Sears made the decisions regarding plaintiff because he was 49 years old.
Aside from his own assumption that Sears decided to place him on flex
time because of his age, there is nothing in the record from which a
reasonable juror could infer that Sears engaged in age discrimination.
It is well-settled that plaintiff has the burden at the outset of
"proving by a preponderance of the evidence a prima facie case
of discrimination." Texas Dep't of Cmty Affairs v. Burdine,
450 U.S. 248, 252-53 (1981). The Second Circuit has made clear that a court's
determination of whether the circumstances of a case give rise to an
inference sufficient to satisfy this fourth element "must be a
determination of whether the proffered admissible evidence shows
circumstances that would be sufficient to permit a rational finder of
fact to infer a discriminatory motive." Chambers v. TRMCopy Centers
Corp., 43 F.3d 29, 38 (2d Cir. 1994).
As the Second Circuit in Chambers observed:
Circumstances contributing to a permissible
inference of discriminatory intent may include the
employer's continuing, after discharging the
plaintiff, to seek applicants from persons of the
plaintiff's qualifications to fill that position,
see, e.g., Meiri v. Dacon, 759 F.2d 989,
995-96 (2d Cir.), cert. denied,
474 U.S. 829, 106 S.Ct. 91, 88 L.Ed.2d 74 (1985); or the
employer's criticism of the plaintiff's
performance in . . . degrading terms, see,
e.g., Lopez v. S.B. Thomas, 831 F.2d at 1189;
or its invidious comments about others in the
employee's protected group, see, e.g.,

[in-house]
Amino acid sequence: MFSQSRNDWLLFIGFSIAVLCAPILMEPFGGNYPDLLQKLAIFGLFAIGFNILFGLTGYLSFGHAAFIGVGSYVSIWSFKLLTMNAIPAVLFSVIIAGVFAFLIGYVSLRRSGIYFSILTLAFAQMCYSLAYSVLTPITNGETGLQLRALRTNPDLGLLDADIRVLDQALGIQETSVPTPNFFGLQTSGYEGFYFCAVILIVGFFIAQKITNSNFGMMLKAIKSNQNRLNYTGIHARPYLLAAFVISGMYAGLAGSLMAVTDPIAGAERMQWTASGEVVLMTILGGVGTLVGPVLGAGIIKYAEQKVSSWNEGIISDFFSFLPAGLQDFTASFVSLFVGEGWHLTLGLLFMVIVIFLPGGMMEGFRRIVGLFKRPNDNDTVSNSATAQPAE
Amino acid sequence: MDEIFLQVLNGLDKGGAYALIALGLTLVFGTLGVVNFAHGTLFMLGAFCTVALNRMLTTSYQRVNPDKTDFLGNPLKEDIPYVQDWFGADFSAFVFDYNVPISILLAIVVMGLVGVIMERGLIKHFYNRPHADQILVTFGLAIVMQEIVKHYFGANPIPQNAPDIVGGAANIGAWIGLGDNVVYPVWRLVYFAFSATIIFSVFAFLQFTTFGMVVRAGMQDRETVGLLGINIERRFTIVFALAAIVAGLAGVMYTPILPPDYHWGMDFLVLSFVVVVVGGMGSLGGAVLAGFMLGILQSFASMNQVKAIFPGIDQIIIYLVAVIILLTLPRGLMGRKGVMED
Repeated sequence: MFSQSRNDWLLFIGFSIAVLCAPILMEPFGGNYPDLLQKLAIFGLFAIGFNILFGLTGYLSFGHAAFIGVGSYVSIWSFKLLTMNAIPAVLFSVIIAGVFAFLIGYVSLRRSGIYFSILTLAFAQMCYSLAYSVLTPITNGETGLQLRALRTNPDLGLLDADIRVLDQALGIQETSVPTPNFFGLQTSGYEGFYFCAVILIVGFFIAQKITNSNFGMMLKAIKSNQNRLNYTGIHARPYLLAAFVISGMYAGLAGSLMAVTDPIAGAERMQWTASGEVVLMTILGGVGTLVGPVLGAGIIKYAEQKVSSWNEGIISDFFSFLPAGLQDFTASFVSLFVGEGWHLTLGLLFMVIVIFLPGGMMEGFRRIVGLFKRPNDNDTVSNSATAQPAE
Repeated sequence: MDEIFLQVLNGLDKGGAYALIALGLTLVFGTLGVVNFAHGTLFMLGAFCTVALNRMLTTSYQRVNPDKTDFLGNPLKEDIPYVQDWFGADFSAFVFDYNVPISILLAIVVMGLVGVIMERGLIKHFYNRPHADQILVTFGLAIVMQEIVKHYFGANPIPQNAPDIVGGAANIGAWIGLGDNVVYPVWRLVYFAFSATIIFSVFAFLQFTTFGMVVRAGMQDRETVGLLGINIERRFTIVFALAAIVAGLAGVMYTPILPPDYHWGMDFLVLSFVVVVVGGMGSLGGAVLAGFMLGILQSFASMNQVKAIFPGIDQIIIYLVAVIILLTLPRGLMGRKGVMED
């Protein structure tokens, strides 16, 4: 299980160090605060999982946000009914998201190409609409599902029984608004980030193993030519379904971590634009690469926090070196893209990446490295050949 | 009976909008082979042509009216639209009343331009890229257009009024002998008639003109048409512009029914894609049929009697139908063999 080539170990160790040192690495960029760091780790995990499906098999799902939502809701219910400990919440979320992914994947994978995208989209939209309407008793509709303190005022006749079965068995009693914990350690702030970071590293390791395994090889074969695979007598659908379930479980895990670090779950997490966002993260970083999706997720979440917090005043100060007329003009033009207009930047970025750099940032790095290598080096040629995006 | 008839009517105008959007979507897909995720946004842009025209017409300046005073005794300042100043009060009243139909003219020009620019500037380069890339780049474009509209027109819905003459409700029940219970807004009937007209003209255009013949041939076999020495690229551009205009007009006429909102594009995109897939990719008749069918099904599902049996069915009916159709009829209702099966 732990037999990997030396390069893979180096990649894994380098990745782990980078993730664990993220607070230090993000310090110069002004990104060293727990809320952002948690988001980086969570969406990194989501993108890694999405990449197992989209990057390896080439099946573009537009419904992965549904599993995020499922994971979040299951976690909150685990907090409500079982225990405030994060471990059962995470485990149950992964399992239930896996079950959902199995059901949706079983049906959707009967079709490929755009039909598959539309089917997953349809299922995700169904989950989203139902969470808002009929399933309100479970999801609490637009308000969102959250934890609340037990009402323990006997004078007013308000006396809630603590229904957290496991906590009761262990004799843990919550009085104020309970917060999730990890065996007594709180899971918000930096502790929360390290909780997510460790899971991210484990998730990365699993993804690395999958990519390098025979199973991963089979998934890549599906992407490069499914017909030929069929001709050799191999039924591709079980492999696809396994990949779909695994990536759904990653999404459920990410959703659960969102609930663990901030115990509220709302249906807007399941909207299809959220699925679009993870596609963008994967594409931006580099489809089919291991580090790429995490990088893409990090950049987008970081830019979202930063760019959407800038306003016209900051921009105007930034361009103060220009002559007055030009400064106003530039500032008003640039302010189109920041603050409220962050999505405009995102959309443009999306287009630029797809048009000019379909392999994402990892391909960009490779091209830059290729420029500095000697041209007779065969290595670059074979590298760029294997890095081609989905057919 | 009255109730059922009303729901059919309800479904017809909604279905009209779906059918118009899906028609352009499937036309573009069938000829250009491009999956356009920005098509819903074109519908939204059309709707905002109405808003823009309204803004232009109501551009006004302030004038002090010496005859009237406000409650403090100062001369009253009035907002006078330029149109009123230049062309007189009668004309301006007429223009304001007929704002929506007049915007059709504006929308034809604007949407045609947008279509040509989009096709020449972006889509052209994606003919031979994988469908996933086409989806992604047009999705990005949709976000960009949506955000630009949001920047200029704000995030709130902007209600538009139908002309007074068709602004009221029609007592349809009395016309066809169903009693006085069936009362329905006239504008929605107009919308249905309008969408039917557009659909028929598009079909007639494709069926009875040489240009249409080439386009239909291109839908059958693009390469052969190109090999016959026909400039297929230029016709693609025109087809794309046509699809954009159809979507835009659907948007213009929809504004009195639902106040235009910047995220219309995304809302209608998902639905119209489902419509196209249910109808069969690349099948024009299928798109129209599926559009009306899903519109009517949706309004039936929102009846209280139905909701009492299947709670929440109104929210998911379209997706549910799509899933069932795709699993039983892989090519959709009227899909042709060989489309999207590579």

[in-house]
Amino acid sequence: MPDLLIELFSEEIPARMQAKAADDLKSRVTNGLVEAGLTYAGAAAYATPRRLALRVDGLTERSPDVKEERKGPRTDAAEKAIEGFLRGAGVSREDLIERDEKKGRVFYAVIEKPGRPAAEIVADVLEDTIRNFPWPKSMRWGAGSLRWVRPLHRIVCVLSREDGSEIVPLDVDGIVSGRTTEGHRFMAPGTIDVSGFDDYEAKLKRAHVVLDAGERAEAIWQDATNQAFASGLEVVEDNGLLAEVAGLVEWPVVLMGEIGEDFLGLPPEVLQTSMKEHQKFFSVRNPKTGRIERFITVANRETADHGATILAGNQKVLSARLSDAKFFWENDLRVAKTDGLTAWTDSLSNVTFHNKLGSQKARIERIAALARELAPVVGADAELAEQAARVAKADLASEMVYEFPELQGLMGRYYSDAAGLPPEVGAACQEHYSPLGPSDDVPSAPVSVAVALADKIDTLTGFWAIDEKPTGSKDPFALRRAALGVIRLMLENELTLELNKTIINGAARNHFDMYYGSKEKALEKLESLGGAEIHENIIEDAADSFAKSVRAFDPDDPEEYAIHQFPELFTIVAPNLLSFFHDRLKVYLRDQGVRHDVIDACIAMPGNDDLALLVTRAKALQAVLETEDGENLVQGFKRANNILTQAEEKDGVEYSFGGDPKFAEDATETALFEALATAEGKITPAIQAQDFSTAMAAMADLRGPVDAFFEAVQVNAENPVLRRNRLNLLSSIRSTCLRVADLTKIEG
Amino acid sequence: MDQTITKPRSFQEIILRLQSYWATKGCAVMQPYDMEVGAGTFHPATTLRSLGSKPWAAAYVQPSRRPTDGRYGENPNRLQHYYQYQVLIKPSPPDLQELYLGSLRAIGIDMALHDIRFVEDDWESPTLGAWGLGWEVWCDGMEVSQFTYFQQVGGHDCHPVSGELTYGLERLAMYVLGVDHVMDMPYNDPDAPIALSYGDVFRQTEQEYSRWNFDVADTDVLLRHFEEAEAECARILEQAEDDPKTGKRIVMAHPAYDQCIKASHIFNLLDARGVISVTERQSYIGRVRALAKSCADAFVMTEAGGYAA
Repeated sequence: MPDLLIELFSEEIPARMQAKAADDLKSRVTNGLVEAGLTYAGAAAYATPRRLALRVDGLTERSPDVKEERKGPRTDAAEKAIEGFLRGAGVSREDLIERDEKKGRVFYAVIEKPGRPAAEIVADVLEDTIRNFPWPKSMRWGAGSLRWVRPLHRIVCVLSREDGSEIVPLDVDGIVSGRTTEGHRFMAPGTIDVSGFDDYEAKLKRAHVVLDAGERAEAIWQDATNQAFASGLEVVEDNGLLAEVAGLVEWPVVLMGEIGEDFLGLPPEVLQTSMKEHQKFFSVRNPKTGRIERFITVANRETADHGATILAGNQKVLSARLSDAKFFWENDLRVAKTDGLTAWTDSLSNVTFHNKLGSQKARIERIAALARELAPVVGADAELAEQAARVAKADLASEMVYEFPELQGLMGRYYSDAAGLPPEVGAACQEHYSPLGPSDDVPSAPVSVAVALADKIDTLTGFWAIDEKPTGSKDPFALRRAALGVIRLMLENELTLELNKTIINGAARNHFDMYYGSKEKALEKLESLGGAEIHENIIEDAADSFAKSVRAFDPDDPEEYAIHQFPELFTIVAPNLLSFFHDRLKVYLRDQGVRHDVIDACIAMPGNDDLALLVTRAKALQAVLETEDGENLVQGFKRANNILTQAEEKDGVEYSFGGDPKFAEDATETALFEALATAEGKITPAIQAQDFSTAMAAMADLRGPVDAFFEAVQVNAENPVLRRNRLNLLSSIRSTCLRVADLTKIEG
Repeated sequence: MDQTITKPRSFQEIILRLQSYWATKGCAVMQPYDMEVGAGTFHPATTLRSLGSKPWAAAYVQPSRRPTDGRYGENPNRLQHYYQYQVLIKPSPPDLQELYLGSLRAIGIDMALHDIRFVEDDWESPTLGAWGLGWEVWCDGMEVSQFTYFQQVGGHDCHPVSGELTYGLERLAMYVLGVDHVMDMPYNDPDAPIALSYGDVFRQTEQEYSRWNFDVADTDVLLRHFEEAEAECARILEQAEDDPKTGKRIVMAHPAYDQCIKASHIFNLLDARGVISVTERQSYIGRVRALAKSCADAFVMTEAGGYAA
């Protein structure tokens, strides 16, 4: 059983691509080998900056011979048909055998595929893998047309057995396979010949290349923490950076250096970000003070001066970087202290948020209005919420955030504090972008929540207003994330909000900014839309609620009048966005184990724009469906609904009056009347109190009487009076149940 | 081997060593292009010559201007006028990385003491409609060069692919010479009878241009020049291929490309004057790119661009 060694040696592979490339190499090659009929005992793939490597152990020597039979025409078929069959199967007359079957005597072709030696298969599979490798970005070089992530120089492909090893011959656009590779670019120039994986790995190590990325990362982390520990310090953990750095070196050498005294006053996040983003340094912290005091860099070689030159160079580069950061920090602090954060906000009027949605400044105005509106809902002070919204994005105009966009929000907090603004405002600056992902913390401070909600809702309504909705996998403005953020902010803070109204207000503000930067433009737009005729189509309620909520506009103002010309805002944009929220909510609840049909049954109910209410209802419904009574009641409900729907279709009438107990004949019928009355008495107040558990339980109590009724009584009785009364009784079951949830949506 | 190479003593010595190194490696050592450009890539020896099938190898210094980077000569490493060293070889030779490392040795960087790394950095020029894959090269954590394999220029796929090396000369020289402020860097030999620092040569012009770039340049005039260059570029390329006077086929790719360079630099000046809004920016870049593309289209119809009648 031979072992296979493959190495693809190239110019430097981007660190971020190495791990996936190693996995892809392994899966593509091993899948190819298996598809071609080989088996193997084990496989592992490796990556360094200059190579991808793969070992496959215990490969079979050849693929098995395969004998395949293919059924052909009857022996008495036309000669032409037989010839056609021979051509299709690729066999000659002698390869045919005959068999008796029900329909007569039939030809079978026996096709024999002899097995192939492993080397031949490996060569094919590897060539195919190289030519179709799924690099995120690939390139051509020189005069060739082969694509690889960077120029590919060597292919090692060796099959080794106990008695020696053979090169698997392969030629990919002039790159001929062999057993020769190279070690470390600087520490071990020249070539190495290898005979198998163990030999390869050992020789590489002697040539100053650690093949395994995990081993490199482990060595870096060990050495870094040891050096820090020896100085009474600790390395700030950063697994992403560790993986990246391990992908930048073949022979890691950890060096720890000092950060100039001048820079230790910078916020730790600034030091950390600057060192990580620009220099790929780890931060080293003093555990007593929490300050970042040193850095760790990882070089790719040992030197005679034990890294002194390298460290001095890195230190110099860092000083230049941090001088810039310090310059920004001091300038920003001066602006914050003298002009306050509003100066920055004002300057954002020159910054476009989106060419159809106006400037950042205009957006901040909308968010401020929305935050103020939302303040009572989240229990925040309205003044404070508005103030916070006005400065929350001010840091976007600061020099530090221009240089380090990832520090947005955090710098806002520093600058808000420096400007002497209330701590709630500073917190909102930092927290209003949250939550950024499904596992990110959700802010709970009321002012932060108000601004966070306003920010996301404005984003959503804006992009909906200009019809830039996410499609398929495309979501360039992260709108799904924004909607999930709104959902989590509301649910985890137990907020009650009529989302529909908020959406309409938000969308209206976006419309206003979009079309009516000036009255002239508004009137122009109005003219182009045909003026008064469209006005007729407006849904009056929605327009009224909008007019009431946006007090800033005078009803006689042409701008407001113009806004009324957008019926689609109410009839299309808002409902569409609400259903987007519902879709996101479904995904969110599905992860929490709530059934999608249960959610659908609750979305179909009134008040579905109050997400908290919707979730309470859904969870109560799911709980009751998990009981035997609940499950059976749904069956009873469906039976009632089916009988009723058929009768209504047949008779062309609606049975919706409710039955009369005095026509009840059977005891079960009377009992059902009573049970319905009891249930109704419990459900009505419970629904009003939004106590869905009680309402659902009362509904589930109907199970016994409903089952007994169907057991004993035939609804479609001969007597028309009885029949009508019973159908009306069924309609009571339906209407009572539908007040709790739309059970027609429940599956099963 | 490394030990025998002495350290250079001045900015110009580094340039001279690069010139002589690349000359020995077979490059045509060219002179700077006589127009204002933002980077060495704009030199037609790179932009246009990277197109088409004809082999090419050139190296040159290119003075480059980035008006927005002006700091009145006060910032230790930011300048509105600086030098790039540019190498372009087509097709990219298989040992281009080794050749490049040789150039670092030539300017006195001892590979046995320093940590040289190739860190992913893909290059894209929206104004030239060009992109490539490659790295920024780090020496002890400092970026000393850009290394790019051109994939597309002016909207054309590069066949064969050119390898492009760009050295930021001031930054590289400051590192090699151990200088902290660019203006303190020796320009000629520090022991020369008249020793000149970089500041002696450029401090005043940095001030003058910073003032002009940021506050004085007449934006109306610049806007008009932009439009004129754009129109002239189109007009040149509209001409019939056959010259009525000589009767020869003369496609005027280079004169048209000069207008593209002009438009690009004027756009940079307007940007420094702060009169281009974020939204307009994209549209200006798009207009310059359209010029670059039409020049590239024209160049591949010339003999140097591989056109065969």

Ostrowski v. Atlantic Mutual Insurance
Companies, 968 F.2d 171, 182 (2d Cir. 1992); or
the more favorable treatment of employees not in
the protected group, see, e.g.,
Washington v. Garrett, 10 F.3d 1421, 1434 (9th
Cir. 1993) (in a supposed "reduction in force," the
plaintiff, a black, was the only person to lose
her job); or the sequence of events leading to the
plaintiff's discharge, see, e.g., Ostrowski v.
Atlantic Mutual Insurance Companies, 968 F.2d
at 183; or the timing of the discharge, see,
e.g., Dister v. Continental Group, Inc., 859
F.2d at 1115.
Id. at 37.
Here, however, plaintiff has failed to allege such circumstances, yet
alone produce evidence that any of these circumstances exist here to
support such an inference. He makes no allegations that his age was
discussed during his meeting with Cody. Plaintiff does not claim that he
was replaced by a younger employee, or that other younger employees were
offered full-time jobs at the Horseheads position. Nor does plaintiff
assert that stray comments were made in the Hornell section about older
employees. Rather, plaintiff bases his claim primarily on his subjective
beliefs that his age was the motivation behind Sears's decision making
process. This is not sufficient, and therefore, plaintiff has failed to
meet his minimal burden of establishing a prima facie case.
See Cameron, 335 F.3d at 63 (2d Cir. 2003) (quoting Meiri
v. Dacon, 759 F.2d 989, 998 (2d Cir. 1985)) (an employee's "
[p]urely conclusory allegations of discrimination, absent any concrete
particulars," are insufficient to defeat a summary judgment motion.);
see also Ludovicy v. Dunkirk Radiator Corp., 922 F.2d 109,
109-110 (2d Cir. 1990) (summary judgment warranted where plaintiff failed
to establish a prima facie case because he did not show that his
discharge occurred under circumstances giving rise to an inference of age
Defendant's motion for summary judgment (Dkt. #19) is granted, and
plaintiff's complaint is dismissed with prejudice.
IT IS SO ORDERED.